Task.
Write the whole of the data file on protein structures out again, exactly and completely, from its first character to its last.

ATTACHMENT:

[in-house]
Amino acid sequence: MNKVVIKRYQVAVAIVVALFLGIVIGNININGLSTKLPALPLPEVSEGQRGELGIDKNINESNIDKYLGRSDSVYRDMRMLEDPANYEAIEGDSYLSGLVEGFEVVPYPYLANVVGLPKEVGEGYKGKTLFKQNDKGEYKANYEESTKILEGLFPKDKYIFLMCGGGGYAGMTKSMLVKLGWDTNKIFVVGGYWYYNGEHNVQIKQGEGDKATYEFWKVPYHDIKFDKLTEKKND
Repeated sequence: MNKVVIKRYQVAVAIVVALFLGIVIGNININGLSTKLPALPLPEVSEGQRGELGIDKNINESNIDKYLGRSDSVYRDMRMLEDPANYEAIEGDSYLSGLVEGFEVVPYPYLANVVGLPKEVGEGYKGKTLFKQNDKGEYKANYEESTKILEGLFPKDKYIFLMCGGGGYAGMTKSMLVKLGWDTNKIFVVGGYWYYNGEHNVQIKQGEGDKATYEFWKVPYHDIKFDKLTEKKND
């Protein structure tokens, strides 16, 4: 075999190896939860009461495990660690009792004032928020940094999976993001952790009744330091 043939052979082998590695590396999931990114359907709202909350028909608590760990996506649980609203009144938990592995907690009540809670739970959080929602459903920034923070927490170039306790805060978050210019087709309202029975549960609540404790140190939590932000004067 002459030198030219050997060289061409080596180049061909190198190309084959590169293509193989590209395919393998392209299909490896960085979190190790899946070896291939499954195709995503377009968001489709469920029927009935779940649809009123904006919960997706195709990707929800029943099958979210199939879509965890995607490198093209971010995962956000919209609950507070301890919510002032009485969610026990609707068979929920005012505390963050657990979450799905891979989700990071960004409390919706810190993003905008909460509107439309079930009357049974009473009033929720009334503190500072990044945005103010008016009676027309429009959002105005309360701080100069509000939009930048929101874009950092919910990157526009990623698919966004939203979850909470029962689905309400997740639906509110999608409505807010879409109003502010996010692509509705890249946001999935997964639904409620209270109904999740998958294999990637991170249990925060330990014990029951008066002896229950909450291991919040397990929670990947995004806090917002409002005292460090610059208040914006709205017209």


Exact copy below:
[in-house]
Amino acid sequence: MNKVVIKRYQVAVAIVVALFLGIVIGNININGLSTKLPALPLPEVSEGQRGELGIDKNINESNIDKYLGRSDSVYRDMRMLEDPANYEAIEGDSYLSGLVEGFEVVPYPYLANVVGLPKEVGEGYKGKTLFKQNDKGEYKANYEESTKILEGLFPKDKYIFLMCGGGGYAGMTKSMLVKLGWDTNKIFVVGGYWYYNGEHNVQIKQGEGDKATYEFWKVPYHDIKFDKLTEKKND
Repeated sequence: MNKVVIKRYQVAVAIVVALFLGIVIGNININGLSTKLPALPLPEVSEGQRGELGIDKNINESNIDKYLGRSDSVYRDMRMLEDPANYEAIEGDSYLSGLVEGFEVVPYPYLANVVGLPKEVGEGYKGKTLFKQNDKGEYKANYEESTKILEGLFPKDKYIFLMCGGGGYAGMTKSMLVKLGWDTNKIFVVGGYWYYNGEHNVQIKQGEGDKATYEFWKVPYHDIKFDKLTEKKND
């Protein structure tokens, strides 16, 4: 075999190896939860009461495990660690009792004032928020940094999976993001952790009744330091 043939052979082998590695590396999931990114359907709202909350028909608590760990996506649980609203009144938990592995907690009540809670739970959080929602459903920034923070927490170039306790805060978050210019087709309202029975549960609540404790140190939590932000004067 002459030198030219050997060289061409080596180049061909190198190309084959590169293509193989590209395919393998392209299909490896960085979190190790899946070896291939499954195709995503377009968001489709469920029927009935779940649809009123904006919960997706195709990707929800029943099958979210199939879509965890995607490198093209971010995962956000919209609950507070301890919510002032009485969610026990609707068979929920005012505390963050657990979450799905891979989700990071960004409390919706810190993003905008909460509107439309079930009357049974009473009033929720009334503190500072990044945005103010008016009676027309429009959002105005309360701080100069509000939009930048929101874009950092919910990157526009990623698919966004939203979850909470029962689905309400997740639906509110999608409505807010879409109003502010996010692509509705890249946001999935997964639904409620209270109904999740998958294999990637991170249990925060330990014990029951008066002896229950909450291991919040397990929670990947995004806090917002409002005292460090610059208040914006709205017209």